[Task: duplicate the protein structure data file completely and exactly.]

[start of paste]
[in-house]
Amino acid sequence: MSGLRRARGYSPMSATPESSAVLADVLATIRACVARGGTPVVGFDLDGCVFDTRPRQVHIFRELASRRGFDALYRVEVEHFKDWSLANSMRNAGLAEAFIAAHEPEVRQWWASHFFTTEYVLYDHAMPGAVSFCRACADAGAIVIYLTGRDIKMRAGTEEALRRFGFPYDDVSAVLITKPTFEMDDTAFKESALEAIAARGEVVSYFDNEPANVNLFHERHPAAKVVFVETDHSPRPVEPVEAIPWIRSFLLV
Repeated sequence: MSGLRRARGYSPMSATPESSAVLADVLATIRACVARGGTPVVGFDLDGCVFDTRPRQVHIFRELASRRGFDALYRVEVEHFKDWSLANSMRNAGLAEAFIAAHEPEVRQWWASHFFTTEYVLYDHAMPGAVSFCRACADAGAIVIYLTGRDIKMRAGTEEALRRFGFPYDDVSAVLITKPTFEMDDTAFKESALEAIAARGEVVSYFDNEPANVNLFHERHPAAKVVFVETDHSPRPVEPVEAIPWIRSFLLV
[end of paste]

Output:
[in-house]
Amino acid sequence: MSGLRRARGYSPMSATPESSAVLADVLATIRACVARGGTPVVGFDLDGCVFDTRPRQVHIFRELASRRGFDALYRVEVEHFKDWSLANSMRNAGLAEAFIAAHEPEVRQWWASHFFTTEYVLYDHAMPGAVSFCRACADAGAIVIYLTGRDIKMRAGTEEALRRFGFPYDDVSAVLITKPTFEMDDTAFKESALEAIAARGEVVSYFDNEPANVNLFHERHPAAKVVFVETDHSPRPVEPVEAIPWIRSFLLV
Repeated sequence: MSGLRRARGYSPMSATPESSAVLADVLATIRACVARGGTPVVGFDLDGCVFDTRPRQVHIFRELASRRGFDALYRVEVEHFKDWSLANSMRNAGLAEAFIAAHEPEVRQWWASHFFTTEYVLYDHAMPGAVSFCRACADAGAIVIYLTGRDIKMRAGTEEALRRFGFPYDDVSAVLITKPTFEMDDTAFKESALEAIAARGEVVSYFDNEPANVNLFHERHPAAKVVFVETDHSPRPVEPVEAIPWIRSFLLV